Cease-fire deal reached in Syria, raising hopes for peace

Syria and its chief ally Russia reached a cease-fire agreement with Syria’s mainstream rebel fighters Thursday, a potential breakthrough in the six-year civil war that has left more than a quarter-million people dead and triggered a refugee crisis across Europe.

The nationwide truce, set to begin at midnight local time, was brokered by both Russia and Turkey, which support opposing sides in the war, and was confirmed by a Syrian opposition spokesman, who said most major rebel groups would abide by it.

If it holds, the cease-fire will be followed by peace talks next month in Kazakhstan between Syrian President Bashar Assad’s government and opposition groups, Russian President Vladimir Putin said.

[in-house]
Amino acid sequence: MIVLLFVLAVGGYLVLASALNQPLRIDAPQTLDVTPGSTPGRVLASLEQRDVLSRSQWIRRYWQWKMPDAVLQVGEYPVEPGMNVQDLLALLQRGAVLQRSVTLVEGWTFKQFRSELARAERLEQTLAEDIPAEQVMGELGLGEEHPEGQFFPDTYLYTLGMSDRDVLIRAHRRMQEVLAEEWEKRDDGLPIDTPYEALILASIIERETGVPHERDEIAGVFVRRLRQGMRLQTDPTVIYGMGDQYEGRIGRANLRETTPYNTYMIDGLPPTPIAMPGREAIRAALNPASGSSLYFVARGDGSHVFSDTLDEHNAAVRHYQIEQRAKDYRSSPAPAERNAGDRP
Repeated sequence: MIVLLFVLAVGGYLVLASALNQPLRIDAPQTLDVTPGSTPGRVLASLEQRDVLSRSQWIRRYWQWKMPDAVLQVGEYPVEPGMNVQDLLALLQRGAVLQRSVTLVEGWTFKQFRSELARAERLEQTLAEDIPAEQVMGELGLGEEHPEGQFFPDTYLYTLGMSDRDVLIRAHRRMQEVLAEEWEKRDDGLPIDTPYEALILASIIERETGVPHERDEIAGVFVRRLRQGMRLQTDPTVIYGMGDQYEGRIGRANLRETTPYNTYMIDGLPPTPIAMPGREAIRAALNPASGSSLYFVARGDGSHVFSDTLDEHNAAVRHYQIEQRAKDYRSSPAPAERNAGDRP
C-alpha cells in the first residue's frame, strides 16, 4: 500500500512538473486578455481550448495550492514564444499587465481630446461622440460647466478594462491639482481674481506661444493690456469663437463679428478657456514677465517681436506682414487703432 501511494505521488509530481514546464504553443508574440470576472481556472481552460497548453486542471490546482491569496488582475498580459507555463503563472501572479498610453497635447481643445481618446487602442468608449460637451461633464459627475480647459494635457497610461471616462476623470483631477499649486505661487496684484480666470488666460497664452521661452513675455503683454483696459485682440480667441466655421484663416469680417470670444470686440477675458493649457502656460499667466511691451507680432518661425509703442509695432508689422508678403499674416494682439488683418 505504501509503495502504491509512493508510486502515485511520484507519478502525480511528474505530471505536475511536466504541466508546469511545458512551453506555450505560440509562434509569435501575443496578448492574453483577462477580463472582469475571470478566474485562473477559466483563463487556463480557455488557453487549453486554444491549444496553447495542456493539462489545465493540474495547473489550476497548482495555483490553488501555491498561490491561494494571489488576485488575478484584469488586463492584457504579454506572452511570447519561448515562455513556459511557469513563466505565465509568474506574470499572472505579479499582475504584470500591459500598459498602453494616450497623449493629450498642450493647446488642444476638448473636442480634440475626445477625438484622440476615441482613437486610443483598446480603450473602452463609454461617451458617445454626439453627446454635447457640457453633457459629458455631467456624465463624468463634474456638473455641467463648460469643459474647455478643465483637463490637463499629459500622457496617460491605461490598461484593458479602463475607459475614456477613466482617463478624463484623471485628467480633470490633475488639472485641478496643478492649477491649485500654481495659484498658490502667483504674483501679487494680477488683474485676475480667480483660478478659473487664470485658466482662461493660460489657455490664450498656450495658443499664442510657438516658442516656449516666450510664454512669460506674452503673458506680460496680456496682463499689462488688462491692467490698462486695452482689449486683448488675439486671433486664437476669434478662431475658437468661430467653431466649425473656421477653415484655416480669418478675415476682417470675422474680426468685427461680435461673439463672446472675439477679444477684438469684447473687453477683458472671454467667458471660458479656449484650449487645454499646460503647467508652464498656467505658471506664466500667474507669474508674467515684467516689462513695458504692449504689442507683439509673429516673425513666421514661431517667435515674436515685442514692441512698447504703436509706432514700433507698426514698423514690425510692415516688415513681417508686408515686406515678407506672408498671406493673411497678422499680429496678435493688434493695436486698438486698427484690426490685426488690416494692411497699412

The truce does not include the Islamic State group or al-Qaida’s branch in Syria. And several previous cease-fires all collapsed, some of them in a matter of days.

Nevertheless, the deal raised hopes that a political settlement for a ruinous war that has generally defied all attempts at resolution could be reached in the coming months, in part because the landscape has significantly shifted recently.

Thursday’s announcement comes days after the Syrian government recaptured Aleppo from rebels who had held the eastern part of the city for more than four years. Not only has the balance of power tilted in favor of Assad, but Turkey, which is fighting Kurdish and Islamic militants at home, appears more willing to strike a bargain with Russia if it means protecting its borders.

“This is a different political scene, and one would expect some…

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